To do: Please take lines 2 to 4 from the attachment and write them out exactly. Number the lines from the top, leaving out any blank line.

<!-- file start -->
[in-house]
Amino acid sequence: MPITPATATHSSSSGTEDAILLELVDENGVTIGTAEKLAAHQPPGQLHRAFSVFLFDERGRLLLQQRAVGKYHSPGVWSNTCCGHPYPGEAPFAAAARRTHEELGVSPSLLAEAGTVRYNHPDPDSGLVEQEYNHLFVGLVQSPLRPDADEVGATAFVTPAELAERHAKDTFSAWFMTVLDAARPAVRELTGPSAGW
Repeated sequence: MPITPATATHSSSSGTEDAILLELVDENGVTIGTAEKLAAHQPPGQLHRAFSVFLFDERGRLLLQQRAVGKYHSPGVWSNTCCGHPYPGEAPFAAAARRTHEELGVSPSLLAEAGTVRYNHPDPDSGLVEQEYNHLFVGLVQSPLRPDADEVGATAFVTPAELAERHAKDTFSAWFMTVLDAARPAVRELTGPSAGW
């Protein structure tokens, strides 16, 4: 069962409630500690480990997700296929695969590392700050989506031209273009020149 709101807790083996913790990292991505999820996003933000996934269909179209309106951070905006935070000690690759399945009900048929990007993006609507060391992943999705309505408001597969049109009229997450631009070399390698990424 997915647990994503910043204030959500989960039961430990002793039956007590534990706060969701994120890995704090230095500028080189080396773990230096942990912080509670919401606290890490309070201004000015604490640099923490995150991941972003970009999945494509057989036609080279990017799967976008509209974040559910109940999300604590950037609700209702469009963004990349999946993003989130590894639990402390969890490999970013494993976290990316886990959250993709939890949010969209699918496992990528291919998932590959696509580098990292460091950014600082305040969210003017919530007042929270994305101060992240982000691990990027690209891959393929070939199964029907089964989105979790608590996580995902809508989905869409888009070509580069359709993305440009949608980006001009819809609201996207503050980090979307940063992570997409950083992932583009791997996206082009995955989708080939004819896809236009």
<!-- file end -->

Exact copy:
Amino acid sequence: MPITPATATHSSSSGTEDAILLELVDENGVTIGTAEKLAAHQPPGQLHRAFSVFLFDERGRLLLQQRAVGKYHSPGVWSNTCCGHPYPGEAPFAAAARRTHEELGVSPSLLAEAGTVRYNHPDPDSGLVEQEYNHLFVGLVQSPLRPDADEVGATAFVTPAELAERHAKDTFSAWFMTVLDAARPAVRELTGPSAGW
Repeated sequence: MPITPATATHSSSSGTEDAILLELVDENGVTIGTAEKLAAHQPPGQLHRAFSVFLFDERGRLLLQQRAVGKYHSPGVWSNTCCGHPYPGEAPFAAAARRTHEELGVSPSLLAEAGTVRYNHPDPDSGLVEQEYNHLFVGLVQSPLRPDADEVGATAFVTPAELAERHAKDTFSAWFMTVLDAARPAVRELTGPSAGW
């Protein structure tokens, strides 16, 4: 069962409630500690480990997700296929695969590392700050989506031209273009020149 709101807790083996913790990292991505999820996003933000996934269909179209309106951070905006935070000690690759399945009900048929990007993006609507060391992943999705309505408001597969049109009229997450631009070399390698990424 997915647990994503910043204030959500989960039961430990002793039956007590534990706060969701994120890995704090230095500028080189080396773990230096942990912080509670919401606290890490309070201004000015604490640099923490995150991941972003970009999945494509057989036609080279990017799967976008509209974040559910109940999300604590950037609700209702469009963004990349999946993003989130590894639990402390969890490999970013494993976290990316886990959250993709939890949010969209699918496992990528291919998932590959696509580098990292460091950014600082305040969210003017919530007042929270994305101060992240982000691990990027690209891959393929070939199964029907089964989105979790608590996580995902809508989905869409888009070509580069359709993305440009949608980006001009819809609201996207503050980090979307940063992570997409950083992932583009791997996206082009995955989708080939004819896809236009």